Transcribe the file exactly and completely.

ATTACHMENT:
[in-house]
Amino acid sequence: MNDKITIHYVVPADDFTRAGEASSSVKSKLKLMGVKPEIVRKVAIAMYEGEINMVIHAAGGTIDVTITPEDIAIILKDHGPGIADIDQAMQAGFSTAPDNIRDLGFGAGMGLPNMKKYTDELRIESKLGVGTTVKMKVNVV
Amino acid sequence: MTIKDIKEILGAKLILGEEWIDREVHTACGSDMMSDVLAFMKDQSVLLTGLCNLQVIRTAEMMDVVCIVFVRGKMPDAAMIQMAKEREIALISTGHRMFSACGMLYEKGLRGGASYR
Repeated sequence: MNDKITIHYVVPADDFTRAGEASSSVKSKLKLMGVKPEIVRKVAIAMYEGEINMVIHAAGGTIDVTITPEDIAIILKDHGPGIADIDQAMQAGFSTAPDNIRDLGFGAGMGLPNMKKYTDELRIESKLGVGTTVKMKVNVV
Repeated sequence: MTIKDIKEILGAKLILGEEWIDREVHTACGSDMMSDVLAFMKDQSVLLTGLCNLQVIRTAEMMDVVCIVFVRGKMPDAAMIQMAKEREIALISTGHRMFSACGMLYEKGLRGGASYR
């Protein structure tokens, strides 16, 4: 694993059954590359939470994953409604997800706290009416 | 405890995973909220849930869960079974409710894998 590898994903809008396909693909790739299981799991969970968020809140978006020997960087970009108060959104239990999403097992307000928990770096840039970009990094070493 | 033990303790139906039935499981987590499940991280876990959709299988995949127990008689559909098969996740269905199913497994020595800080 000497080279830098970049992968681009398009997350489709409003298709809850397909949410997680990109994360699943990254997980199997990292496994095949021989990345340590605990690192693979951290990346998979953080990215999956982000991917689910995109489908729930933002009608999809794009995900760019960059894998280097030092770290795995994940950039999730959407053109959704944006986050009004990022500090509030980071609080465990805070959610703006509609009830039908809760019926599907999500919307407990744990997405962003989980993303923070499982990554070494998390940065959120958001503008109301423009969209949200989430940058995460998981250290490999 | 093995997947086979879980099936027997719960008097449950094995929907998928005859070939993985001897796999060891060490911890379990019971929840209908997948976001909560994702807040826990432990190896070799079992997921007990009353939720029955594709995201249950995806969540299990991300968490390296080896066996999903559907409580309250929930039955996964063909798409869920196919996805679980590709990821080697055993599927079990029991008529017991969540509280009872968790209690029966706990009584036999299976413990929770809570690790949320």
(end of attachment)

[in-house]
Amino acid sequence: MNDKITIHYVVPADDFTRAGEASSSVKSKLKLMGVKPEIVRKVAIAMYEGEINMVIHAAGGTIDVTITPEDIAIILKDHGPGIADIDQAMQAGFSTAPDNIRDLGFGAGMGLPNMKKYTDELRIESKLGVGTTVKMKVNVV
Amino acid sequence: MTIKDIKEILGAKLILGEEWIDREVHTACGSDMMSDVLAFMKDQSVLLTGLCNLQVIRTAEMMDVVCIVFVRGKMPDAAMIQMAKEREIALISTGHRMFSACGMLYEKGLRGGASYR
Repeated sequence: MNDKITIHYVVPADDFTRAGEASSSVKSKLKLMGVKPEIVRKVAIAMYEGEINMVIHAAGGTIDVTITPEDIAIILKDHGPGIADIDQAMQAGFSTAPDNIRDLGFGAGMGLPNMKKYTDELRIESKLGVGTTVKMKVNVV
Repeated sequence: MTIKDIKEILGAKLILGEEWIDREVHTACGSDMMSDVLAFMKDQSVLLTGLCNLQVIRTAEMMDVVCIVFVRGKMPDAAMIQMAKEREIALISTGHRMFSACGMLYEKGLRGGASYR
């Protein structure tokens, strides 16, 4: 694993059954590359939470994953409604997800706290009416 | 405890995973909220849930869960079974409710894998 590898994903809008396909693909790739299981799991969970968020809140978006020997960087970009108060959104239990999403097992307000928990770096840039970009990094070493 | 033990303790139906039935499981987590499940991280876990959709299988995949127990008689559909098969996740269905199913497994020595800080 000497080279830098970049992968681009398009997350489709409003298709809850397909949410997680990109994360699943990254997980199997990292496994095949021989990345340590605990690192693979951290990346998979953080990215999956982000991917689910995109489908729930933002009608999809794009995900760019960059894998280097030092770290795995994940950039999730959407053109959704944006986050009004990022500090509030980071609080465990805070959610703006509609009830039908809760019926599907999500919307407990744990997405962003989980993303923070499982990554070494998390940065959120958001503008109301423009969209949200989430940058995460998981250290490999 | 093995997947086979879980099936027997719960008097449950094995929907998928005859070939993985001897796999060891060490911890379990019971929840209908997948976001909560994702807040826990432990190896070799079992997921007990009353939720029955594709995201249950995806969540299990991300968490390296080896066996999903559907409580309250929930039955996964063909798409869920196919996805679980590709990821080697055993599927079990029991008529017991969540509280009872968790209690029966706990009584036999299976413990929770809570690790949320």